Almost two weeks ago, Tonka left The Ark for his new home in Maine.
The Ark was the perfect boarding barn and it was a challenge to find a place where my horse would be as content. I realistically accepted that there’d be compromises, but I also know Tonka well enough to know what critieria are essential for his mental and physical well-being.
I found a stable a half-hour from my new house in Maine. I prepared Tonka for this big move by doing a few things. I consulted with my veterinarian and decided on a course of UlcerGard (omeprazole) Oral Paste Syringe (6.15 gm) (horses under stress are prone to ulcers and this wards them off.) I also wanted to reduce the stress itself. I hadn’t trailered much this past year, and two of those times were to a veterinary hospital. So in the last month I took Tonka on a few short trips. Once just to a hay field to eat grass. Once to visit a favorite horse friend of his. Once to trail ride. So, when he got on the trailer the morning that we left the Ark, Tonka was expecting something good when he arrived at our destination.
We lucked out. It’s been an exceptionally rainy spring, but we moved barns on a sunny day. As soon as I backed Tonka off of the trailer, I led him around so that he could get a lay of the land. For Tonka to feel secure, he needs to get a sense of a place.
Taking a few minutes to graze also helps Tonka to relax and feel confident in a new environment.
One reason that I selected this boarding barn was because of this stall.
Tonka can put his head out and look down the aisle. Tonka has lived at barns where this isn’t an option, and he’s not as happy when confined by four walls.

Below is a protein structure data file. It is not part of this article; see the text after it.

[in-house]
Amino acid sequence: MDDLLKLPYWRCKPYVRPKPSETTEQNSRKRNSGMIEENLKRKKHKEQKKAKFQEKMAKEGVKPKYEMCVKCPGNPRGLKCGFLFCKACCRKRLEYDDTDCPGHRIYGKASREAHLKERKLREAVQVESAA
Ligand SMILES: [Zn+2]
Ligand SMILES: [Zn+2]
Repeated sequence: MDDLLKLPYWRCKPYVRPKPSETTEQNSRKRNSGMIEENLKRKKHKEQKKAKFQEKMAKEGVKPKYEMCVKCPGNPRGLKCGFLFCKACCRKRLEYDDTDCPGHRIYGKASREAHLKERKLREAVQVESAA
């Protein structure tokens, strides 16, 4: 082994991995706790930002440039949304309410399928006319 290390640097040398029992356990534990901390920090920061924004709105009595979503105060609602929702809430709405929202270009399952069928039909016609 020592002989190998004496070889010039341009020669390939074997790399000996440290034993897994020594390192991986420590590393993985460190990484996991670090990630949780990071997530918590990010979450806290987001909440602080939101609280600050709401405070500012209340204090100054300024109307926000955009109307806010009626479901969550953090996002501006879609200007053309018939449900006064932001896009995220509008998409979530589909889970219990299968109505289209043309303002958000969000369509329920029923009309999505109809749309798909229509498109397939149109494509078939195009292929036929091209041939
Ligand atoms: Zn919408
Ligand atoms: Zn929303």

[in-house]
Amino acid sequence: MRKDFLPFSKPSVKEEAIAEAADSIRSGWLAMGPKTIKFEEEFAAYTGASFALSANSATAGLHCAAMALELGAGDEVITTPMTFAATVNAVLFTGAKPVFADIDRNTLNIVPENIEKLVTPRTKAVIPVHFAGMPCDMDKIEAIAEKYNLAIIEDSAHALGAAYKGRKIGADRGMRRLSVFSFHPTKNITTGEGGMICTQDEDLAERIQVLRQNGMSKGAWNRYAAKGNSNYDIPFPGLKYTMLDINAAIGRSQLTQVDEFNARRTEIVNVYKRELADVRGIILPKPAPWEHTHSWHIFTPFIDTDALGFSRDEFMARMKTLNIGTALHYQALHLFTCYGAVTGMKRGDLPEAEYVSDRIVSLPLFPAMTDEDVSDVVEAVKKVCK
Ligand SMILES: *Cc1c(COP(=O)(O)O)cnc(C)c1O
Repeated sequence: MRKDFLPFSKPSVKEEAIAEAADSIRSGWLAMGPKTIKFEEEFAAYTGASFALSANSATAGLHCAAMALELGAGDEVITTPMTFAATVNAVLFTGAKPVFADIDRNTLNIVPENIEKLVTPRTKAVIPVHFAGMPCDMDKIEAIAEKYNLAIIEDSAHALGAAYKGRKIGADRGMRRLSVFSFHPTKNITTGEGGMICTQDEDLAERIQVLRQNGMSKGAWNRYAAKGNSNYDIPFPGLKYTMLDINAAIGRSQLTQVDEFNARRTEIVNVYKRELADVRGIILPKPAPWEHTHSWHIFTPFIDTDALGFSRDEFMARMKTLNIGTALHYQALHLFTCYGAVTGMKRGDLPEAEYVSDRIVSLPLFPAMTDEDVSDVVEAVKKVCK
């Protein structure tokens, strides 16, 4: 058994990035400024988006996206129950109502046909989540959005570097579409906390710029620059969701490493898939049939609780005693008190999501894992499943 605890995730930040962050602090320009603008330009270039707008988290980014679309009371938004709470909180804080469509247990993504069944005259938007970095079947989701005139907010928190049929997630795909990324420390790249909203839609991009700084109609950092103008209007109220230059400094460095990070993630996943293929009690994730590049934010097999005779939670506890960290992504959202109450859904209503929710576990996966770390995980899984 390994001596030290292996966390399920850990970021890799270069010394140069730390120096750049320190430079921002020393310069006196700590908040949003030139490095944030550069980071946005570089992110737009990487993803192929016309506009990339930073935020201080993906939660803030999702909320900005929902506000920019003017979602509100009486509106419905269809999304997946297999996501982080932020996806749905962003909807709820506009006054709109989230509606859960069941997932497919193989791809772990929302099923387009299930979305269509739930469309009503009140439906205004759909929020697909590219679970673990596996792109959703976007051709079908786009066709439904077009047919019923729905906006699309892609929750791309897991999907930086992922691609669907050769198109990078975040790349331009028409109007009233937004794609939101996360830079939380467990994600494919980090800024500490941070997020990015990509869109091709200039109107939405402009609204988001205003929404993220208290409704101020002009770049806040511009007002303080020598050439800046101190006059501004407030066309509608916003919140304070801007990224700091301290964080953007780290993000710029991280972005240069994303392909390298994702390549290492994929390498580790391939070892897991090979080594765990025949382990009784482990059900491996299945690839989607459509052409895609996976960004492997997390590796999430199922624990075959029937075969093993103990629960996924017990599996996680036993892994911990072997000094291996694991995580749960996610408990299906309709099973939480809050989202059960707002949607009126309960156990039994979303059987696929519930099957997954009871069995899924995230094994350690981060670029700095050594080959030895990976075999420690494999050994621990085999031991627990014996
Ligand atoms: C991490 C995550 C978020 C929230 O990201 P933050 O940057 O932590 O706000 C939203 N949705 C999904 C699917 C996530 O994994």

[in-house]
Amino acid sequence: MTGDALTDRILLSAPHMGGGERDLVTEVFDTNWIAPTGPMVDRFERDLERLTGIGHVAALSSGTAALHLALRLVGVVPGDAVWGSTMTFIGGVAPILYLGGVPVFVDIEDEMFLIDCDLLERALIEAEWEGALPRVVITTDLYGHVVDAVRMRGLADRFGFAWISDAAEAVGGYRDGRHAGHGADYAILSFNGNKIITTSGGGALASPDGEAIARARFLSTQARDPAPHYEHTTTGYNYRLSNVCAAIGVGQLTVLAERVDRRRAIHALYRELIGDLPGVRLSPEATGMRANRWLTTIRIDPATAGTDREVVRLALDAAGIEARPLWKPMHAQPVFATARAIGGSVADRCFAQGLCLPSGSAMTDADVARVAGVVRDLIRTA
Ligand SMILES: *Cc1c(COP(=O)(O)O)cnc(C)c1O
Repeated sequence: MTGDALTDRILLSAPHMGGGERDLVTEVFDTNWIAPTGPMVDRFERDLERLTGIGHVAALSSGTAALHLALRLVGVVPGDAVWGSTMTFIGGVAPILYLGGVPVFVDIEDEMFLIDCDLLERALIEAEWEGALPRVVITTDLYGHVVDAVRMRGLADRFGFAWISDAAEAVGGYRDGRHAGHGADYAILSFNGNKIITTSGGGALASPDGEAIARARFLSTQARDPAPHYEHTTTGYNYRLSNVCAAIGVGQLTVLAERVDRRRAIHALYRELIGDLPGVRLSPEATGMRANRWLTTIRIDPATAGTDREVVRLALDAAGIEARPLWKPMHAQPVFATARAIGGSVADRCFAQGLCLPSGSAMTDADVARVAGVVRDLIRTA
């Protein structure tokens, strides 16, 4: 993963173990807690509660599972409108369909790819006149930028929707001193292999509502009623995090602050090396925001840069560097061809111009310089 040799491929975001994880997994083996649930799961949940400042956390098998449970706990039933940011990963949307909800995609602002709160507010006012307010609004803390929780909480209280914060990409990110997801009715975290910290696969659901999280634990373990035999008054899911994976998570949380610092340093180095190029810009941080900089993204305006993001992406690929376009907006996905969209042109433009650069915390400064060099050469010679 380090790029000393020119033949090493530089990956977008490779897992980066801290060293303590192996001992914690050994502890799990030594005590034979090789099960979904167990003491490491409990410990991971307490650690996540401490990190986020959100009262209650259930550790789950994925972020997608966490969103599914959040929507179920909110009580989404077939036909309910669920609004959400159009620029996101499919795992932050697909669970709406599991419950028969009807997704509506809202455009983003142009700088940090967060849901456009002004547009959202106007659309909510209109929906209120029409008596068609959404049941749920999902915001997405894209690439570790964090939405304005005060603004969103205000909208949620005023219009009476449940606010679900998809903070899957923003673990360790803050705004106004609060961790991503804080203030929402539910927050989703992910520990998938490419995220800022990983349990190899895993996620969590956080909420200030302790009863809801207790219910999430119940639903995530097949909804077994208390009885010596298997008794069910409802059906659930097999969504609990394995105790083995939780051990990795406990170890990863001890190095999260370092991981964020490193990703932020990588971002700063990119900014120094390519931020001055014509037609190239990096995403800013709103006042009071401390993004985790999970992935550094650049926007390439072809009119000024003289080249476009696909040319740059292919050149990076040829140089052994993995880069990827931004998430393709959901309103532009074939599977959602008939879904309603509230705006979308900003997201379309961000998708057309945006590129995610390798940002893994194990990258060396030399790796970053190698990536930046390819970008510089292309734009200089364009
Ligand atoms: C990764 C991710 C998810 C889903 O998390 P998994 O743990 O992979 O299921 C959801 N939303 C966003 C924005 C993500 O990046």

The stall also has a small paddock attached so that he can come in and out at will.
In his in/out paddock, Tonka can interact with the horses on either side of him. They’re both mellow and everyone immediately got along. Not a single squeal or kick at the boards. It helps that this barn feeds hay four to five times a day so that the horses don’t feel compelled to resource guard.
When it’s not raining and when the ground isn’t water-logged (did I mention that it’s been an extremely wet spring?) Tonka spends the day in this paddock. Grass and space makes for a happy horse.
As does a patch of dirt to roll in.
Did I mention how wet this spring is? It’s created a bumper crop of mosquitos. It’s kept us riding indoors. Which has been interesting. This is a hunter/jumper barn. The ring has stuff in it. So we’ve been going over it! Actually, pole work is just what Tonka needs for his SI rehab. I’ve scheduled a lesson with the resident jumper trainer to do cavaletti exercises. Should be fun!
One very windy day, which made it hard for the mosquitos to fly and land on us, we ventured into the woods and found this trail. I’m eager to go back. When the weather cooperates.
Tonka has already made new friends. There’s an appaloosa pony across the aisle that he chats with. (I’m making new friends too. Good people here.)
The hay is of excellent quality. The water is clear. When the weather prevents turnout in the grass paddocks, I’m there to hand-graze him.
Tonka seems content, which makes me feel the same way.
Not worrying about Tonka helps to take the stress out of my own move. Which hasn’t been easy. We bought a new house, but in doing some cosmetic work we discovered some structural issues. Where I live currently looks like this. Scooter copes by making sure that he knows where I am at all times.
But it’s not all worry. Scooter already knows where to hang out on hot and sunny days. If only there were more of them!
Have you made a big move with your horse? What did you do to minimize the stress for you and your horse? Let me know in the comments!